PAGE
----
Inductive sensor detects the position of objects through the use of a resonant
positioning device. An emitter/receive coil system generates a high-frequency alternating magnetic field that activates the
resonator integrated into the positioning device. Each time the
transmitting coil stops transmitting, the resonator induces voltage into two
receiving coils inteÂgrated into the sensor. The voltage intensity depends on
where the positioning device overlaps the receiving coils. An integrated 16-bit
processor provides a corresponding proportional output signal in different formats:
0 to 10V, 4 to 20 mA, IO-Link or SSI. The
Linear Inductive position sensor was designed to have extremely short
blind zones of only 29 mm on each side, along with a wide temperature range of
-25 to 70C and the option to adopt the sensor by programming it to different
measuring ranges, allows users to dispense with special variants for specific
applications. Using only one sensor family for measuring ranges between 100 and
1,000 mm simplifies warehousing and helps users reduce their total cost of ownership.
LI sensors for position detection is favorable over potentiometric or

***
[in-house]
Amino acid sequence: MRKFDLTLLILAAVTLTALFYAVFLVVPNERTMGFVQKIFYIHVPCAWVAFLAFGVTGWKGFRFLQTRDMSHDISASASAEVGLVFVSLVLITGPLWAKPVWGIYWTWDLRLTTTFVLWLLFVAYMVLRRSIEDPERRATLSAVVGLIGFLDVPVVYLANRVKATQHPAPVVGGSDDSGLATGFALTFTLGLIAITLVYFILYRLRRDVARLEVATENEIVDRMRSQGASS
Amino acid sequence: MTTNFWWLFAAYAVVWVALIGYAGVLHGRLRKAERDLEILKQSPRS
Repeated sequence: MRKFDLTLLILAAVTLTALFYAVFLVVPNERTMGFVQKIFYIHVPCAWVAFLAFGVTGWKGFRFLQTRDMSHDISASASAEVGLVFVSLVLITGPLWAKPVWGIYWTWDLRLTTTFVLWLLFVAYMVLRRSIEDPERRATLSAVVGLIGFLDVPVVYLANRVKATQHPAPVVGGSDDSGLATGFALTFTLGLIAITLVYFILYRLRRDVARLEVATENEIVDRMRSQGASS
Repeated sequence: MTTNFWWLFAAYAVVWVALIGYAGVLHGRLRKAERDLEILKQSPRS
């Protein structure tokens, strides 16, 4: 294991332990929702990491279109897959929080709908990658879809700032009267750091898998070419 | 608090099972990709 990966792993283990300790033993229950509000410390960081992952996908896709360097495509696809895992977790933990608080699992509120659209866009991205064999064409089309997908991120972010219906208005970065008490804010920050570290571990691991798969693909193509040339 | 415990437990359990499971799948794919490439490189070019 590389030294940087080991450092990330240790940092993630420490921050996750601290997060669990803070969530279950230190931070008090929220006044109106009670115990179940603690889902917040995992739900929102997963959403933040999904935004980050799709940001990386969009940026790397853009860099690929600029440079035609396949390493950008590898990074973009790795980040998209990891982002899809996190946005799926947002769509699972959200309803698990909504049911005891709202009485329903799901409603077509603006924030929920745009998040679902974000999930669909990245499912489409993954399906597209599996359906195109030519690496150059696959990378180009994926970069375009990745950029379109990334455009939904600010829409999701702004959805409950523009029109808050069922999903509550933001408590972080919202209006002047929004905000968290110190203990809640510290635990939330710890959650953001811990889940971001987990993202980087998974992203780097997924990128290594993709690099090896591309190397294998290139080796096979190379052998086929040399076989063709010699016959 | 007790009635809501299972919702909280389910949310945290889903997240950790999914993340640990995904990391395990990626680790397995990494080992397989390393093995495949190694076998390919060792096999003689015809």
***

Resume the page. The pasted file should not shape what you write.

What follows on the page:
magnetostrive devices due to their high accuracy (1 Âµm) and mid-range
price-tag. Although there are several options for position detection - ranging
from analog sensors, to incremental devices, to digital switches - not all of
these can be easily applied to short-range and long-range applications. Also,
unlike magnetorestrictive devices, TURCK's new Linear Inductive position sensor
does not use magnets. Magnetostrictive
and other similar technologies use magnets in their design that can experience
electromagnetic interference in industrial environments.
At the Design News webinar on June 27, learn all about aluminum extrusion: designing the right shape so it costs the least, is simplest to manufacture, and best fits the application's structural requirements.
For industrial control applications, or even a simple assembly line, that machine can go almost 24/7 without a break. But what happens when the task is a little more complex? That’s where the “smart” machine would come in. The smart machine is one that has some simple (or complex in some cases) processing capability to be able to adapt to changing conditions. Such machines are suited for a host of applications, including automotive, aerospace, defense, medical, computers and electronics, telecommunications, consumer goods, and so on. This radio show will show what’s possible with smart machines, and what tradeoffs need to be made to implement such a solution.